You get the food references, right? OK good. What a series -- each game tight, tense, with twists and turns a-plenty, more bizarre moments than you could conjure up in your wildest alcoholic dreams. The one constant? At the end of every game, the A's had a win.
I will break the recap into two sections: What happened and then all the little strange moments that made this game, like every baseball game ever played, truly unique.
Oakland trailed 1-0 after 2 pitches when Tommy Milone gave up a triple to leadoff hitter Christian Yelich, who then scampered (scampi?) home when Alberto Callaspo's relay throw eluded Josh Donaldson. That unearned run charged to Tommy Milone was the only blemish on Milone's record through 6 strong innings. Milone wound up going 7 IP on a day when the A's desperately needed him to be both good and to get deep into the game.
That score stood up until the top of the 6th, as the A's were pretty helpless against LHP Andrew Heaney. Though he rarely hit 90 MPH on the radar gun, Heaney showed terrific fastball command and a sharp slider and blanked the A's until 2 outs into the 6th inning. Then Callaspo singled to LF, Yoenis Cespedes broke his bat and dropped a flair into RF for a hit, and Josh Donaldson tied the game 1-1 with a single to LF.
Up strode Nate Freiman, who apparently got the memo that if the A's add you to the roster you must immediately perform brilliantly. Freiman launched a 3-run HR to LF to give the A's a sudden 4-1 lead.
Marcell Ozuna's pinch hit HR off of Milone cut the lead to 4-2 in the bottom of the 6th, and the Marlins scratched out a run in the 7th to make it 4-3. However, Fernando Abad and Ryan Cook -- pretty much the only relievers available -- combined to get the last 6 outs, with Cook earning a 4-out save.
The many bizarre moments
There were so many strange moments on the field, but there were also a couple outside the field of play. A Nick Punto foul ball apparently was so vicious it injured not one fan but two, necessitating about a 10-minute delay as ambulance and stretcher were summoned. Hopefully everyone is ok. Soon after, a bank of lights went out delaying the game another 8 minutes.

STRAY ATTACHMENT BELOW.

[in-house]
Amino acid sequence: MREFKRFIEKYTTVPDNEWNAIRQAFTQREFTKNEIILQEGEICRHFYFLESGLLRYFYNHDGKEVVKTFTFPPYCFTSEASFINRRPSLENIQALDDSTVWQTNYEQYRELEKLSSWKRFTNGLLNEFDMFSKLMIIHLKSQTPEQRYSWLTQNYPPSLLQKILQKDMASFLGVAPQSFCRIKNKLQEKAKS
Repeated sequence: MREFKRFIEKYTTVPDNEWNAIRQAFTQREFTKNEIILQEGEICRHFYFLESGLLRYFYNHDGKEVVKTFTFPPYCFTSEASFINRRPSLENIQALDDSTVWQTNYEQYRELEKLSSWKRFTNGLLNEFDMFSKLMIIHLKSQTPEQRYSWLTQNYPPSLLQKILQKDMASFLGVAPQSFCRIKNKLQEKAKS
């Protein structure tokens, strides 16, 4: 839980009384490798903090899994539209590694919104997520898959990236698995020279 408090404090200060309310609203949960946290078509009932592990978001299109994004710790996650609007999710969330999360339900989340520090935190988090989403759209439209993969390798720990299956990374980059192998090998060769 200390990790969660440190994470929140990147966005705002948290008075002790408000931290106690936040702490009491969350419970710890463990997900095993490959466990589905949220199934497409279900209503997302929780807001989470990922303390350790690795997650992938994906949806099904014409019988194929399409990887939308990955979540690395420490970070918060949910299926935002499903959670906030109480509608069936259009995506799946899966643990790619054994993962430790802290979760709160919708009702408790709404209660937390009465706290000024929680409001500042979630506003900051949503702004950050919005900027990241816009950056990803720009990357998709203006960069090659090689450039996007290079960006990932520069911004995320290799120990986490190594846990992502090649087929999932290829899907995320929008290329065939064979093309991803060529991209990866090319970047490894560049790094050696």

Milone made one of the best defensive plays you'll ever see, though in classic Milone style he made it look so easy that it didn't appear to be as incredible as it was. On a ground ball to the right side hole, Freiman ranged too far to his right (I know -- A's 1Bmen never do that) and so when Callaspo fielded the ball in short RF he had to throw quickly to Milone racing to cover 1B. Callaspo's throw was to the RF side and wide of the bag, but in stride Milone somehow managed to reach down, corral it on a difficult "in-between hop," and catch it just as his foot dragged across the bag.
The next inning, Milone proceeded to make a boneheaded play, trapping Jeff Mathis off second base on a comebacker but instead of running at Mathis he fired the ball to 2B. Mathis jogged to 3B, putting runners at the corners with only one out.
Next batter? Reed Johnson laced a bullet right past Milone's head and Milone speared it for an easy 1-3 DP. Milone giveth and Milone taketh away.
How about Stephen Vogt, with the A's leading 4-3 in the 8th, 2 out and the bases empty, receiving a changeup above the belt from Abad that was swung and missed for strike 3 -- and completely missing the pitch for a passed ball. All that did was to bring Giancarlo Stanton to the plate representing the go-ahead run. Fortunately, Cook came in and retired Stanton on a comebacker on the first-pitch.
Finally, as we celebrate a sweep that puts the A's 51-30 halfway through the season, on pace to win 102 games, I would like to introduce you to De Plume! Yes, this is my gnome De Plume. His bling is key chains from Amsterdam, Geneva, and Venice.
See you in Detroit!